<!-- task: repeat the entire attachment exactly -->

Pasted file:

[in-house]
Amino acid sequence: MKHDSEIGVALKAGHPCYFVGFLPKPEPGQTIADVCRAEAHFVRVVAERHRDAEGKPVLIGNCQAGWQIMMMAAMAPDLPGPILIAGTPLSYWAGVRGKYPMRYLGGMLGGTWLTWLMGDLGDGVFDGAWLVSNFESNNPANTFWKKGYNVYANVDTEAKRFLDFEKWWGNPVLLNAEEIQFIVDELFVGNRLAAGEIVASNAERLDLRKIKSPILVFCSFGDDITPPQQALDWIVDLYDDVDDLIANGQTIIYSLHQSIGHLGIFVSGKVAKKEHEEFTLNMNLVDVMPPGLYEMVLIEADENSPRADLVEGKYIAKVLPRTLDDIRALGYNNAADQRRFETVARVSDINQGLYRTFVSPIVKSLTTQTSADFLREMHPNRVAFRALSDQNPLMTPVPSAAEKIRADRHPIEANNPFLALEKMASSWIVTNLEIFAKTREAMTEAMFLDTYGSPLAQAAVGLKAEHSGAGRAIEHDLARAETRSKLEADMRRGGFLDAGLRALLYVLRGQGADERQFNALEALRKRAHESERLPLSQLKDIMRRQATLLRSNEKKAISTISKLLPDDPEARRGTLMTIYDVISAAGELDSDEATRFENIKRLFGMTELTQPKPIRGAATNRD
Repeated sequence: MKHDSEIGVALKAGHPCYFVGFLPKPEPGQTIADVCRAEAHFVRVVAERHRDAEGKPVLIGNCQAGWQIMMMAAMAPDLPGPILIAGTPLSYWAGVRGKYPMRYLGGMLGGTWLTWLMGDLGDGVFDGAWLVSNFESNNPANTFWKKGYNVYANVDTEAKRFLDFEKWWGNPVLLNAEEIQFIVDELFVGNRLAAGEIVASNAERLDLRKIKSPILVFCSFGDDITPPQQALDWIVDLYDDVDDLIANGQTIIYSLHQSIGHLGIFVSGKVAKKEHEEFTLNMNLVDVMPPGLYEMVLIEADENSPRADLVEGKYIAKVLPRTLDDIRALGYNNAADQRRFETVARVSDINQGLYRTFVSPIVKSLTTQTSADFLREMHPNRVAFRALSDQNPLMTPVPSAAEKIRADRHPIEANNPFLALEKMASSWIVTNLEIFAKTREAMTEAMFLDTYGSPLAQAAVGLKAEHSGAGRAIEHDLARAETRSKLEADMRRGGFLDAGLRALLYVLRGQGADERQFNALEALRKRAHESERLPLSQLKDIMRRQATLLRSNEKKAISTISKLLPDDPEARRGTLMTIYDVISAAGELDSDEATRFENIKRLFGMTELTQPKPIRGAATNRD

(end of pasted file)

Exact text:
[in-house]
Amino acid sequence: MKHDSEIGVALKAGHPCYFVGFLPKPEPGQTIADVCRAEAHFVRVVAERHRDAEGKPVLIGNCQAGWQIMMMAAMAPDLPGPILIAGTPLSYWAGVRGKYPMRYLGGMLGGTWLTWLMGDLGDGVFDGAWLVSNFESNNPANTFWKKGYNVYANVDTEAKRFLDFEKWWGNPVLLNAEEIQFIVDELFVGNRLAAGEIVASNAERLDLRKIKSPILVFCSFGDDITPPQQALDWIVDLYDDVDDLIANGQTIIYSLHQSIGHLGIFVSGKVAKKEHEEFTLNMNLVDVMPPGLYEMVLIEADENSPRADLVEGKYIAKVLPRTLDDIRALGYNNAADQRRFETVARVSDINQGLYRTFVSPIVKSLTTQTSADFLREMHPNRVAFRALSDQNPLMTPVPSAAEKIRADRHPIEANNPFLALEKMASSWIVTNLEIFAKTREAMTEAMFLDTYGSPLAQAAVGLKAEHSGAGRAIEHDLARAETRSKLEADMRRGGFLDAGLRALLYVLRGQGADERQFNALEALRKRAHESERLPLSQLKDIMRRQATLLRSNEKKAISTISKLLPDDPEARRGTLMTIYDVISAAGELDSDEATRFENIKRLFGMTELTQPKPIRGAATNRD
Repeated sequence: MKHDSEIGVALKAGHPCYFVGFLPKPEPGQTIADVCRAEAHFVRVVAERHRDAEGKPVLIGNCQAGWQIMMMAAMAPDLPGPILIAGTPLSYWAGVRGKYPMRYLGGMLGGTWLTWLMGDLGDGVFDGAWLVSNFESNNPANTFWKKGYNVYANVDTEAKRFLDFEKWWGNPVLLNAEEIQFIVDELFVGNRLAAGEIVASNAERLDLRKIKSPILVFCSFGDDITPPQQALDWIVDLYDDVDDLIANGQTIIYSLHQSIGHLGIFVSGKVAKKEHEEFTLNMNLVDVMPPGLYEMVLIEADENSPRADLVEGKYIAKVLPRTLDDIRALGYNNAADQRRFETVARVSDINQGLYRTFVSPIVKSLTTQTSADFLREMHPNRVAFRALSDQNPLMTPVPSAAEKIRADRHPIEANNPFLALEKMASSWIVTNLEIFAKTREAMTEAMFLDTYGSPLAQAAVGLKAEHSGAGRAIEHDLARAETRSKLEADMRRGGFLDAGLRALLYVLRGQGADERQFNALEALRKRAHESERLPLSQLKDIMRRQATLLRSNEKKAISTISKLLPDDPEARRGTLMTIYDVISAAGELDSDEATRFENIKRLFGMTELTQPKPIRGAATNRD